Others include George Stathakis, a University of Crete economics professor who obtained his MA and PhD from the University of Newcastle, and who will oversee a new super-ministry that includes tourism, transport and shipping. Other University of Essex alumni include Rena Dourou, the governor of greater Athens, and Fotini Vaki, a Syriza MP for Corfu.
Syriza’s intellectuals stand in contrast to those from the prestigious Hellenic Observatory, established in 1996 at the London School of Economics (LSE), but who are regarded as being traditionally linked to the Greek establishment and the older political mainstream.
That said, Giannis Dragasakis, the new Syriza deputy prime minister, studied economics at the LSE, and has been picked out as having a crucial role to play.
“It’s very important as he’s the only one in the current Syriza government that has previous governmental experience,” said Vassilios Paipais, a lecturer on international relations at the University of St Andrews, who describes Syriza as neither a disaster for Europe, nor a panacea for Greece’s crisis.
Paipais added that the UK was home to many Greeks who, as a result of dire work opportunities at home, felt they were in a state of forced exile. Previously, many of the Greek intelligentsia, who later became government ministers, had studied in France and had a francophone education, but Paipais said many Greeks were now taught English early on and often found it easier to do their postgraduate studies in English. “You rarely find a Greek nowadays that doesn’t learn English in school,” he said.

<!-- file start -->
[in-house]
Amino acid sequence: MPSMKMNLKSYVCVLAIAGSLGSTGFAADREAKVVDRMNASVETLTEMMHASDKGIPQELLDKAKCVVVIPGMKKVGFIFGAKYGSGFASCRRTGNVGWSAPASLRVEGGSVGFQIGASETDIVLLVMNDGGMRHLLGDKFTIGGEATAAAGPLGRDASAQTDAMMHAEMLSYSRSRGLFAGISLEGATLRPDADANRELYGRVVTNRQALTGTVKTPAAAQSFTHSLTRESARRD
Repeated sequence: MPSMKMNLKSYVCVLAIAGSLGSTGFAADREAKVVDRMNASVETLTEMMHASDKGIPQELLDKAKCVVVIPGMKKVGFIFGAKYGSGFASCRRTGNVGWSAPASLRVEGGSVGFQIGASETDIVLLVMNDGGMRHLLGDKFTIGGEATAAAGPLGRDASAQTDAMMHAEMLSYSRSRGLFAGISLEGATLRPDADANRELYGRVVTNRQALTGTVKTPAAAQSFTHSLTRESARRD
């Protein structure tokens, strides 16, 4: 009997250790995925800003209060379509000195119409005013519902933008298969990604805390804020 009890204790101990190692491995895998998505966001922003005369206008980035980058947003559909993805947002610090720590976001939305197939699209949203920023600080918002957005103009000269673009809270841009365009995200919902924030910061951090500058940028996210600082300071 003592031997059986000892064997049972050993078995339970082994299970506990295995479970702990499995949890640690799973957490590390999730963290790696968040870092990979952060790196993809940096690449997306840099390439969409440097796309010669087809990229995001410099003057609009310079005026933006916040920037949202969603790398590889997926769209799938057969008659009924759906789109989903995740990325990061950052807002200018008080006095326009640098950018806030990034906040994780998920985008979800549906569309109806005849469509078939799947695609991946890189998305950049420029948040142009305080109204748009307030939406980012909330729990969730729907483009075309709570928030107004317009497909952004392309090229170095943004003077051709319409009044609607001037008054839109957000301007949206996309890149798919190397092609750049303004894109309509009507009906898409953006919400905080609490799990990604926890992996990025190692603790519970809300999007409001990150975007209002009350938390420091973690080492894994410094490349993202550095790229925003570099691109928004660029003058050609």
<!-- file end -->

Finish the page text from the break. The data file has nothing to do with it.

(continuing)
Nearly 4,000 Greek students have studied at the University of Essex in recent decades. Professor Todd Landman, executive dean at its faculty of social sciences, said: “During the period of austerity the countries in southern Europe have struggled to send their students abroad, but we still have very strong connections with Greece and we have a large number who have stayed on and become members of staff.”
Syriza UK has moved to recruit widely from those student ranks. According to Elli Siapkidou, a London-based political economist, the membership of its growing UK branch is peppered with PhD students and academics, including some with tenure and others with PhDs through working in other sectors.
“A 2012 analysis of Greek voters found that Syriza was the party with the highest number of PhDs, the best educated of the 20- to 45-year-old strata of society. If Syriza represents the most highly educated of Greek society, then Syriza UK has that in an even more pronounced form,” she said.
Of London’s attraction to Greek academics in particular, Siapkidou added: “There is more room for different voices in the UK compared to other places. Marx used to live in London for example. I think it is a quite liberal society in terms of political view so their work is objectively appreciated and not stigmatized.”
The Guardian: How British universities helped mould Syriza’s political elite